"As a woman, when playing on men's teams, you have a bit of fear that they won't pass you the ball or won't think you're good. But here, it's not like that," says Sophia. "People who are just joining or new people who don't have the same level as others can still touch the ball and start to feel confident," adds Nai Mojica.

And third: no rough play. "Take care of your body and that of others," emphasizes Yorely. They consider the well-being of everyone and try to play in a non-violent manner. Things may get carried away in the excitement sometimes, but they always aim for fair play.

"If someone feels hurt in any way, either because someone is playing too aggressively or due to adrenaline, they raise their hand, and we stop. We have a dialogue and continue playing," says Nai Mojica. "That hasn't prevented us from having a good level of soccer or from playing with passion and a strong desire to score goals."

A space where you can relax and be yourself

This space has become a place where, in addition to playing sports and getting exercise, different people can come together, forming a community through soccer where they can open up more to themselves and others. "It's a space that makes us feel liberated, helps us express our emotions, exercise, and fosters a sense of well-being among ourselves and others," says Karla.

Alex Santiago says that as a non-binary person, they have found a safe space of togetherness and resistance where to play soccer. "I see it as a place where I could play soccer again and feel good playing. In the end, it's a space of resistance, because we can't isolate ourselves or stop doing these things due to the toxicity that exists in other spaces. We have to create our own spaces and resist," they say.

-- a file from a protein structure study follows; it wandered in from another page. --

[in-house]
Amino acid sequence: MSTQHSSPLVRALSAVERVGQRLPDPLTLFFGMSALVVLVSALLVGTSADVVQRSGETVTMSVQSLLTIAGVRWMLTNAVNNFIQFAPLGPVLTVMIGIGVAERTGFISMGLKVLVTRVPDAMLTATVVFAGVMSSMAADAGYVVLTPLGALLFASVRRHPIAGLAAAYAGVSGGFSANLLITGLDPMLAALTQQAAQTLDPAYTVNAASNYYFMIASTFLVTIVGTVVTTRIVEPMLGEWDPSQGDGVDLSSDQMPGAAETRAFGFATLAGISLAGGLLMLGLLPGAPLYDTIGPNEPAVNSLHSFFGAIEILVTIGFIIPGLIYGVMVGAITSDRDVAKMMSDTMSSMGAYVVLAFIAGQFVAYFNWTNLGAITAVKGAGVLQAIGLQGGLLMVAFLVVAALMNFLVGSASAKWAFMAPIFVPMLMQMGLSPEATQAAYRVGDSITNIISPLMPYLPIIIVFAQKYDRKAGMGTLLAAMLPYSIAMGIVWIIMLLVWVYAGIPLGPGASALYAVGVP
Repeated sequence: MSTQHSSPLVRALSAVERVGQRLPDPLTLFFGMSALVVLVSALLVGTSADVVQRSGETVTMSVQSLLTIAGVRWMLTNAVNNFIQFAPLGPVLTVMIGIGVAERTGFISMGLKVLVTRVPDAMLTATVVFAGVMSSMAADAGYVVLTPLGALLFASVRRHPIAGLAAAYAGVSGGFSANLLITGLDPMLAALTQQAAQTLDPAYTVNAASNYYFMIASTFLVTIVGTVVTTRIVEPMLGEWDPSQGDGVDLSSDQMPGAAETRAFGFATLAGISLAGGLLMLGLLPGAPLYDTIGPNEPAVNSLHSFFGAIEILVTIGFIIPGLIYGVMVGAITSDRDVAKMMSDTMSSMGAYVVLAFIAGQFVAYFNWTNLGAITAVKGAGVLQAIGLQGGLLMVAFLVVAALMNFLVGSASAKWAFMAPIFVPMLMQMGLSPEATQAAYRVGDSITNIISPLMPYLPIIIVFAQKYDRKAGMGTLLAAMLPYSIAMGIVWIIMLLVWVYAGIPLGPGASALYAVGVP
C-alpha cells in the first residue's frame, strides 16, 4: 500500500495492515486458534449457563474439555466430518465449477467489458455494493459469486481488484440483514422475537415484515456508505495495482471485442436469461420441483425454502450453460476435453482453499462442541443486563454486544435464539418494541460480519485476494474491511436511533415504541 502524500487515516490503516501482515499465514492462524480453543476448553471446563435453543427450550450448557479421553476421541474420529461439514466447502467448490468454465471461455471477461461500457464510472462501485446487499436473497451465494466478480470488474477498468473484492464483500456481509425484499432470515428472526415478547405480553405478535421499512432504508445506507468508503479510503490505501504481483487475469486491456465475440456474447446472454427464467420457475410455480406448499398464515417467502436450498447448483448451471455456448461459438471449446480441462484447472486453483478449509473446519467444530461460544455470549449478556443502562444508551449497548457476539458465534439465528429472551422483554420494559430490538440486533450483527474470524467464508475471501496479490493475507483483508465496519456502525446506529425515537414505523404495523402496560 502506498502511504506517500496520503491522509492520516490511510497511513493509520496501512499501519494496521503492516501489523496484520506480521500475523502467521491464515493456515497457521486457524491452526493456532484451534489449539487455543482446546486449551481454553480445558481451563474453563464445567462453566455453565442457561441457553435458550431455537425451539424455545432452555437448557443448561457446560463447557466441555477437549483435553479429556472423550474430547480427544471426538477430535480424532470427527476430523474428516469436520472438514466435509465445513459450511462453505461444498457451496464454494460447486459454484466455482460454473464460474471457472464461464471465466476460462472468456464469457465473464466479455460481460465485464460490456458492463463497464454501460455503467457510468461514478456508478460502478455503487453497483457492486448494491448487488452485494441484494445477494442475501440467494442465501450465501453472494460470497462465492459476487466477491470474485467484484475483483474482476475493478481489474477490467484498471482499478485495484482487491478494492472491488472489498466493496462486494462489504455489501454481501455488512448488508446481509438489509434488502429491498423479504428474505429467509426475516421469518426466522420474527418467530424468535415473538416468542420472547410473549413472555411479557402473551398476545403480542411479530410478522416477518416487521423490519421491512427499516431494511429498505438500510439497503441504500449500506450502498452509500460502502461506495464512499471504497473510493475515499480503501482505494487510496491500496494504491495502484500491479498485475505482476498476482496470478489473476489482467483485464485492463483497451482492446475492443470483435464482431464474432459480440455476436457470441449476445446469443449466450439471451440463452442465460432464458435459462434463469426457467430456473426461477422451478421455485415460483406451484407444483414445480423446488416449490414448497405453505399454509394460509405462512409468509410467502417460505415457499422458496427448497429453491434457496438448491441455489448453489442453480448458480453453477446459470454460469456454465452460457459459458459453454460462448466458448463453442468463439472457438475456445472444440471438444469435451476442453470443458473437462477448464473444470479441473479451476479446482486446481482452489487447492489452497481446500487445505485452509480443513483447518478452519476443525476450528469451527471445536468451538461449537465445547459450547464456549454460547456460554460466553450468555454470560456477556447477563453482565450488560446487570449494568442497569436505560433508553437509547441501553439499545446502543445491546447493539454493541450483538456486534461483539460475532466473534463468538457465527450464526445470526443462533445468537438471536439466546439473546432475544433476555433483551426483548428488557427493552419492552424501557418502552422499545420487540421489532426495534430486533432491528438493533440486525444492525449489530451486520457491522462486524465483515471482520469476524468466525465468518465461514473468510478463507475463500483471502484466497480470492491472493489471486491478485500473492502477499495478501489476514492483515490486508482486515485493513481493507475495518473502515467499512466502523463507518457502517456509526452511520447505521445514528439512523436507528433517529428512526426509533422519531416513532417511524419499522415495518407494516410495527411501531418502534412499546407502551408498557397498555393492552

I am one piece, and I come to play sports, like any human being can.

"It is a place where you can relax and truly be yourself, free from judgment or criticism. It's a very safe place where you can allow yourself to feel and experience many things you haven't felt before," says Daniel Mora, who, even as a cis-hetero man, has found a place in this group to question many things.

The group also welcomes children, and anyone who wants to participate in a respectful manner. Roberto Romero, a 66-year-old man, plays with the group on Sundays. "It's nice to play this kind of mixed soccer, where the goal is to exercise and have fun. I like coming to have fun; that's why I interact with them. I don't feel superior or inferior. I am one piece, and I come to play sports, like any human being can," he says.

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How Parenthood Reinvented My Sex Life — Confessions Of A Swinging Mom

Between breastfeeding, playdates, postpartum fatigue, birthday fatigues and the countless other aspects of mother- and fatherhood, a Cuban couple tries to find new ways to explore something that is often lost in the middle of the parenting storm: sex.

red tinted photo of feet on a bed

Parenting v. intimacy, a delicate balance

Silvana Heredia

HAVANA — It was Summer, 2015. Nine months later, our daughter would be born. It wasn't planned, but I was sure I wouldn't end my first pregnancy. I was 22 years old, had a degree, my dream job and my own house — something unthinkable at that age in Cuba — plus a three-year relationship, and the summer heat.

I remember those months as the most fun, crazy and experimental of my pre-motherhood life. It was the time of my first kiss with a girl, and our first threesome.

Every weekend, we went to the Cuban art factory and ended up at the CornerCafé until 7:00 a.m. That September morning, we were very drunk, and in that second-floor room of my house, it was unbearably hot. The sex was otherworldly. A few days later, the symptoms began.

She arrived when and how she wished. That's how rebellious she is.